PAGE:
Now in 1989, the LPDs still cling to some of that familiarity, despite the numerous opportunities to change. 11 different musicians have come and gone since their inception, each bringing their own level of continuity to the band. Informally, the LPDs “sound”, so to speak, still retains its mobility. One moment, it reaches the uppermost limits of psychedelia (chaotic, bizarre, moving, flowing), and the next moment it slips far beneath the covers to crawl in utter madness (asylum on a hot summer’s night – young men wrenching in corners of cells tied in jackets and talking to unseen fathers throughout the night about life). It contains but one scent of pure psychadelia: the delightment in evolution, something Ka-Spel doesn’t mind at all, despite the labeling. “I think the term psychadelic is very valid. I mean, it depends on your interpretation of the term. For me, it was the most interesting music that ever existed and that grew from everywhere and it was something that was meant to be expanded not revived. It definitely stopped somewhere at the start of the 70’s. Suddenly, when bands were playing so-called “psychadelic” music again, all they were doing was sort of reviving the earlier form of it in a much poorer way. It’s all about expansion and finding new areas, new lands. That’s what we intend to do. As much as some of the Syd Barrett comparisons that have been made to me, I don’t like the comparisons but I do like what that man did. I think he was great. I would never ever want to put that man down, but really the only comparisons that can be made is that we both have profound English accents and an English style of singing.”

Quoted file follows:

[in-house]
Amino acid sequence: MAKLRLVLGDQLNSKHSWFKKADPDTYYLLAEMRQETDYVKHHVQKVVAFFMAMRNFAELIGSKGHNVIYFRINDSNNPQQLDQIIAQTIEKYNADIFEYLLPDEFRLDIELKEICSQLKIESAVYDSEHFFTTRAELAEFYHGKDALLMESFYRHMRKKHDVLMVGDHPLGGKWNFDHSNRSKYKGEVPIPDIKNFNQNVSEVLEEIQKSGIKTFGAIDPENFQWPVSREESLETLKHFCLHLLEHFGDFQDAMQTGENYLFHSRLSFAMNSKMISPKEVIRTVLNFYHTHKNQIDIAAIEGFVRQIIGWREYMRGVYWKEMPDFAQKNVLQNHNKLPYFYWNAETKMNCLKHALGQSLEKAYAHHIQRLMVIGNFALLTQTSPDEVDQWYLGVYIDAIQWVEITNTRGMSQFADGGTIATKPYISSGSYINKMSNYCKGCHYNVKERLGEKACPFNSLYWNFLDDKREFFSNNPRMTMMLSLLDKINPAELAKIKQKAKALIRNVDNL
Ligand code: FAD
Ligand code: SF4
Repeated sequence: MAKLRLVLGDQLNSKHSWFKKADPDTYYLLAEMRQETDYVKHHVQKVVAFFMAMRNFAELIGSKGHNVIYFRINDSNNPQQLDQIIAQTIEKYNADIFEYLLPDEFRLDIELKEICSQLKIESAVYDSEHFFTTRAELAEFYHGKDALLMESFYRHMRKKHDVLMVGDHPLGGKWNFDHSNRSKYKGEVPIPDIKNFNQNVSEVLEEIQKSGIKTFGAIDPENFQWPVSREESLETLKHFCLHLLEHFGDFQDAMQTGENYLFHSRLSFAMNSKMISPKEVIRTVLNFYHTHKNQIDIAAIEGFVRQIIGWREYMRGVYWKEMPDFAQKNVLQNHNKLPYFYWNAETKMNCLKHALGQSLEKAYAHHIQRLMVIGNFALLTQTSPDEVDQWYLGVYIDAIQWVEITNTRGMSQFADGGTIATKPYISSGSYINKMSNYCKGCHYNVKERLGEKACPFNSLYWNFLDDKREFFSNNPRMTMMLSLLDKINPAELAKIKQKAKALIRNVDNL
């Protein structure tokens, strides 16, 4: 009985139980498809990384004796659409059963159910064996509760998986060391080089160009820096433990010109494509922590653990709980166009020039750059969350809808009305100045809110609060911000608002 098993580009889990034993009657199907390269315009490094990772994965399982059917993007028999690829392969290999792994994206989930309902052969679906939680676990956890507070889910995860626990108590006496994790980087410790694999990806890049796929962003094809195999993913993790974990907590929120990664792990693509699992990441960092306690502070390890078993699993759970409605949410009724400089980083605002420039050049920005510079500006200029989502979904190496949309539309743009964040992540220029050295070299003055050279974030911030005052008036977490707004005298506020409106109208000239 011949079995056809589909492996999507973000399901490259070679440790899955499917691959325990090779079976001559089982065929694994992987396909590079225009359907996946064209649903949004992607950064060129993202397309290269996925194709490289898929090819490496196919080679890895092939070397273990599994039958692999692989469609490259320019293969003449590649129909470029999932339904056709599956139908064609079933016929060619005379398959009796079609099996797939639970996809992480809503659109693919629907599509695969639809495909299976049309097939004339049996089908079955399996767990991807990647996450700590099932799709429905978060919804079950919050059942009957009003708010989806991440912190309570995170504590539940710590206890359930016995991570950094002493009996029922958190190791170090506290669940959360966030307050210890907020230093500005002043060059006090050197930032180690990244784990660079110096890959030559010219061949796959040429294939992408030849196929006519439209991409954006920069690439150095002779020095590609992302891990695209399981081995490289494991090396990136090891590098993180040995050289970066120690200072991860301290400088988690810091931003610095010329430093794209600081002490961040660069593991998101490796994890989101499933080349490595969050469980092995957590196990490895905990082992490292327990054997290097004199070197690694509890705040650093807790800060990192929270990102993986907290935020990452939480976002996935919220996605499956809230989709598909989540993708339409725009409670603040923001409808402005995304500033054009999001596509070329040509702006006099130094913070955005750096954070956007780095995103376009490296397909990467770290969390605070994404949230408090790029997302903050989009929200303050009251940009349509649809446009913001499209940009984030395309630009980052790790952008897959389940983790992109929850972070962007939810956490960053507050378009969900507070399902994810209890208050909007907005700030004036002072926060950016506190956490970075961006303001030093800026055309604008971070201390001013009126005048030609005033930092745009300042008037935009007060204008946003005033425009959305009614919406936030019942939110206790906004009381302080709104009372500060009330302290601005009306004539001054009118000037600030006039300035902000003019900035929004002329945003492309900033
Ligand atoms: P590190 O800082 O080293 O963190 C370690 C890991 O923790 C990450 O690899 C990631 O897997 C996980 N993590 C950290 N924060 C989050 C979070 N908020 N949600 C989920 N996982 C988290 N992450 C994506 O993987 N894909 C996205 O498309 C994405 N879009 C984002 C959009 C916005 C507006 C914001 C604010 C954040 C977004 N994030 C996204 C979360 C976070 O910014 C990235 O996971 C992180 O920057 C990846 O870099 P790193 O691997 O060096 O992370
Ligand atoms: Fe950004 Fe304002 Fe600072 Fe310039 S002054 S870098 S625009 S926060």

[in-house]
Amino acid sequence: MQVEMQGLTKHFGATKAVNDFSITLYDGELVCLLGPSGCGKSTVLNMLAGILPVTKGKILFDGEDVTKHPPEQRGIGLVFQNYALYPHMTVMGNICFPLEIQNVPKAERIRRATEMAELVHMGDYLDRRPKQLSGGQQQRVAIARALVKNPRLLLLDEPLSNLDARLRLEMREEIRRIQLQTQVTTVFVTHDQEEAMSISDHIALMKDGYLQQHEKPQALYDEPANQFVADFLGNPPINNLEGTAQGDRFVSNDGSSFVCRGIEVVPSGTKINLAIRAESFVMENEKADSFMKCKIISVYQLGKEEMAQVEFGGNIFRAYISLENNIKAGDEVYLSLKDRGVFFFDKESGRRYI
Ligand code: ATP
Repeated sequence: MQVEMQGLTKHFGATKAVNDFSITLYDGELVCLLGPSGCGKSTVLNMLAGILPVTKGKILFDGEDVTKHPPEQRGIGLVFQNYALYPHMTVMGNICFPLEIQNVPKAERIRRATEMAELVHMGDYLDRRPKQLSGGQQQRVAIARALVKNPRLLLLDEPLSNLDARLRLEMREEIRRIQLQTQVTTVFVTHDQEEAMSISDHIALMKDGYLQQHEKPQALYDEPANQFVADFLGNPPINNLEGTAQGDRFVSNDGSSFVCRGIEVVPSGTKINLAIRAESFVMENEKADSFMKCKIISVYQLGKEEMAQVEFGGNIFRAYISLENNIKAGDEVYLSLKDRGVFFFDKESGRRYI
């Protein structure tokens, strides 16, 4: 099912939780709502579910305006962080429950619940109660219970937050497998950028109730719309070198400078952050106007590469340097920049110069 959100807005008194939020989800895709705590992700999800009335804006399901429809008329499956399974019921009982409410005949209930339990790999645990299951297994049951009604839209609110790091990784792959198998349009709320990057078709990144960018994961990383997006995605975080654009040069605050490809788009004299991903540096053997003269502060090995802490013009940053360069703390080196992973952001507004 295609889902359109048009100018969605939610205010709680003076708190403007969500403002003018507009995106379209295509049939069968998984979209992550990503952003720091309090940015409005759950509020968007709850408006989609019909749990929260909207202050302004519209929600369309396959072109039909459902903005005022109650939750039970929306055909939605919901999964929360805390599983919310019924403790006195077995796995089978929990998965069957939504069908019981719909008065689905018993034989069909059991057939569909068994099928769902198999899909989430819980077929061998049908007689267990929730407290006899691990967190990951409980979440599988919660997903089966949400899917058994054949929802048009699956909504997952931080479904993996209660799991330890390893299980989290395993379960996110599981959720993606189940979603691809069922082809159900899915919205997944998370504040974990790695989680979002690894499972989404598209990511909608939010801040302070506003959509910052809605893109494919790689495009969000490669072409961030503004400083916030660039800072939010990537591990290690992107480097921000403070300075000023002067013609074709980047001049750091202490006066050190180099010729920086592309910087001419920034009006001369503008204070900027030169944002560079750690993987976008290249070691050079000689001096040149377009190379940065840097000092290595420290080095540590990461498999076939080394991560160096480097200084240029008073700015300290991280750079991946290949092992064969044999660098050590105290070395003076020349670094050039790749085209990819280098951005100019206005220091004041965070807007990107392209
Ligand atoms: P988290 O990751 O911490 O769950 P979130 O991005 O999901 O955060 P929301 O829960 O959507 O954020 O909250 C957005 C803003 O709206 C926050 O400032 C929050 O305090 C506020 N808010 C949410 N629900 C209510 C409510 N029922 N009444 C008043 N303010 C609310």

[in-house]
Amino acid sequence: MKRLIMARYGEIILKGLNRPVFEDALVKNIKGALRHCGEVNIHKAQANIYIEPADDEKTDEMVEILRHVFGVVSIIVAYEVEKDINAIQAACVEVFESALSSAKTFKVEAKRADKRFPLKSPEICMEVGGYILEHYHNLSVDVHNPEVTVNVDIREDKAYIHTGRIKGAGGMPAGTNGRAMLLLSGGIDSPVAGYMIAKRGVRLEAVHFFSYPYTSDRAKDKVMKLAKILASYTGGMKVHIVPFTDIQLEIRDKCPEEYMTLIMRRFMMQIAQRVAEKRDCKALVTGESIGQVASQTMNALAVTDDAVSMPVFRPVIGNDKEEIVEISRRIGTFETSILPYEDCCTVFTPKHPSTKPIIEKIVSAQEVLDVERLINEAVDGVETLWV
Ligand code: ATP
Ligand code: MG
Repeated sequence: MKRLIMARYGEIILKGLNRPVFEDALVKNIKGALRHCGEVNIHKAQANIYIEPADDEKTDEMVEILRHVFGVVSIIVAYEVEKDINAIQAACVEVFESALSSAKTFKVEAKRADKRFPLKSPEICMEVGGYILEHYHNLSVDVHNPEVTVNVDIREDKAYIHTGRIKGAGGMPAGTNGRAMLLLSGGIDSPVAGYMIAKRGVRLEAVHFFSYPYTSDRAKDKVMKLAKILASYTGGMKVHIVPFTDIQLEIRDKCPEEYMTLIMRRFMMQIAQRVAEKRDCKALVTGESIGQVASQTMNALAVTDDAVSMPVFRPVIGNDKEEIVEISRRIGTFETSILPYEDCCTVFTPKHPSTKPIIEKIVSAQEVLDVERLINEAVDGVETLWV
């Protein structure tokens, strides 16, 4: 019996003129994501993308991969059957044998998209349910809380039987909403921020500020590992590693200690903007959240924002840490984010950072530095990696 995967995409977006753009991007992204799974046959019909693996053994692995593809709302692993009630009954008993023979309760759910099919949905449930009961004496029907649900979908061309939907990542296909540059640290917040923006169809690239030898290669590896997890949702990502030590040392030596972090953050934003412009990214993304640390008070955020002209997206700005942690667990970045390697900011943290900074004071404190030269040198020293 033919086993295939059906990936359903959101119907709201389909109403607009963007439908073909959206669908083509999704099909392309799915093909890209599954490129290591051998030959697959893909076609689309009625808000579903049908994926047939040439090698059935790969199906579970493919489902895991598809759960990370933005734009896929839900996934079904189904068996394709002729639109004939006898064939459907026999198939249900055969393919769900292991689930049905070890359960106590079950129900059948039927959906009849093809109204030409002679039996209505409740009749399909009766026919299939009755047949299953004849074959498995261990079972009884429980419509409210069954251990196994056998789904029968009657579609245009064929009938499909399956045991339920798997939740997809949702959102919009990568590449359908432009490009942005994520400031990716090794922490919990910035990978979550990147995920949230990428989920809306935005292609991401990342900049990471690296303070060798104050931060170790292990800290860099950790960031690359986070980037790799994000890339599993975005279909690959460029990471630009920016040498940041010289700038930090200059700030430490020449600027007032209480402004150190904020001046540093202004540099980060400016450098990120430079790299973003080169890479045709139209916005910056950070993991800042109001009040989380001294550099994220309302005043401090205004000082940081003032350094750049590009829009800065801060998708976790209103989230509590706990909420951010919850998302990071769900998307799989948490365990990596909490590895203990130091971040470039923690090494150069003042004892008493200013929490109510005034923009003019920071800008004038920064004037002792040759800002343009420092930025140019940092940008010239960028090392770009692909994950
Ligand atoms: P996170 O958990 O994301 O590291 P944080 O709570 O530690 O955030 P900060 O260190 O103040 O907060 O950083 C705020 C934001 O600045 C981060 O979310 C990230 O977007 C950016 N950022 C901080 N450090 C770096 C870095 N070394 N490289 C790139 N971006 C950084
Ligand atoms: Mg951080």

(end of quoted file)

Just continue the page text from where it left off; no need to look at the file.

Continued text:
He continues to elaborate: “In my personal life, I like to be optimistic, because being optimistic means staying happy. I don’t want to go around like, ‘Yeah, the end is near’ and things like that.”

Yet the darker side of the LPDs, sometimes confused with pure occult worshipping, is more likely to be found on the surface, or at least, on the edge of it. “I would like people to leave bodies. Not be completely on earth at all. I think it’s sort of what great music can do. Astroprojection and all that. I would like to make the soundtrack to make astroprojection possible.”

Ka-Spel and astroprojection: “I experienced it. Often enough, that is. It’s not something you say ‘Oh, when was it?’ It just happened. It’s not something I’ve ever planned. You’re supposed to do it at will. I cannot do that. Like know that it’s happening and know when it’s finished.

“The first time I did it, it was very shocking because when you realize that you’re doing it, the realization makes you sort of flash straight back into your body and you wake up screaming. The last time I sort of realized I did what you would call a belly-flop in the air and just glided back into my body. There was nothing spectacular. I didn’t go to Mexico or Mars or something like that. I was just like in my room. It’s just such an incredibly interesting experience. You can be anywhere. Our bass player (Jason, who has since left the band) did say that it happened to him on stage, which is really quite interesting for it’s quite easy for it to happen, for you whip to yourself into a trance”

Despite all this, the Pink Dots, as long as things continue in the good lane of things, are planning to finally make it to the States to tour sometime in April. Again, as long as things go as planned.

What happens if some night you have an out-of-body experience and for some reason you can’t get back into your body?

Ka-Spel pauses for a moment and then laughs, “Then there will be no more Pink Dots shows.”